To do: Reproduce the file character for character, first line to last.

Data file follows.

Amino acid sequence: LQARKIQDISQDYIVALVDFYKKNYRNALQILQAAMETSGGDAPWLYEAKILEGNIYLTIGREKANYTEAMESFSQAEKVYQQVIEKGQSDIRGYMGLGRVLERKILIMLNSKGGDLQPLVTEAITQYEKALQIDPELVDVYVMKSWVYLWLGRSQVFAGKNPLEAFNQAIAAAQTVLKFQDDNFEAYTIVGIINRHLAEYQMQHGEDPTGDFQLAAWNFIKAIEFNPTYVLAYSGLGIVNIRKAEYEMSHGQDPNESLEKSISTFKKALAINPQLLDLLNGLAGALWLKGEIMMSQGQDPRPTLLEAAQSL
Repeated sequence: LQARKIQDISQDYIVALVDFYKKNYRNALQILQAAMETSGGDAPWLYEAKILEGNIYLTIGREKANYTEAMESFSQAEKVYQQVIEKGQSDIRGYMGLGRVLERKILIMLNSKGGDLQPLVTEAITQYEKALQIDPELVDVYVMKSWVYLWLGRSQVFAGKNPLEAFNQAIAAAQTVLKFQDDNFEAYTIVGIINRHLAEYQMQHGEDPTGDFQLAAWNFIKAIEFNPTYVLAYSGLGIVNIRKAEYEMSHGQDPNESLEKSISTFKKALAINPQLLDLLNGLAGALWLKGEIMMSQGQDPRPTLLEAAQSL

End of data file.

Amino acid sequence: LQARKIQDISQDYIVALVDFYKKNYRNALQILQAAMETSGGDAPWLYEAKILEGNIYLTIGREKANYTEAMESFSQAEKVYQQVIEKGQSDIRGYMGLGRVLERKILIMLNSKGGDLQPLVTEAITQYEKALQIDPELVDVYVMKSWVYLWLGRSQVFAGKNPLEAFNQAIAAAQTVLKFQDDNFEAYTIVGIINRHLAEYQMQHGEDPTGDFQLAAWNFIKAIEFNPTYVLAYSGLGIVNIRKAEYEMSHGQDPNESLEKSISTFKKALAINPQLLDLLNGLAGALWLKGEIMMSQGQDPRPTLLEAAQSL
Repeated sequence: LQARKIQDISQDYIVALVDFYKKNYRNALQILQAAMETSGGDAPWLYEAKILEGNIYLTIGREKANYTEAMESFSQAEKVYQQVIEKGQSDIRGYMGLGRVLERKILIMLNSKGGDLQPLVTEAITQYEKALQIDPELVDVYVMKSWVYLWLGRSQVFAGKNPLEAFNQAIAAAQTVLKFQDDNFEAYTIVGIINRHLAEYQMQHGEDPTGDFQLAAWNFIKAIEFNPTYVLAYSGLGIVNIRKAEYEMSHGQDPNESLEKSISTFKKALAINPQLLDLLNGLAGALWLKGEIMMSQGQDPRPTLLEAAQSL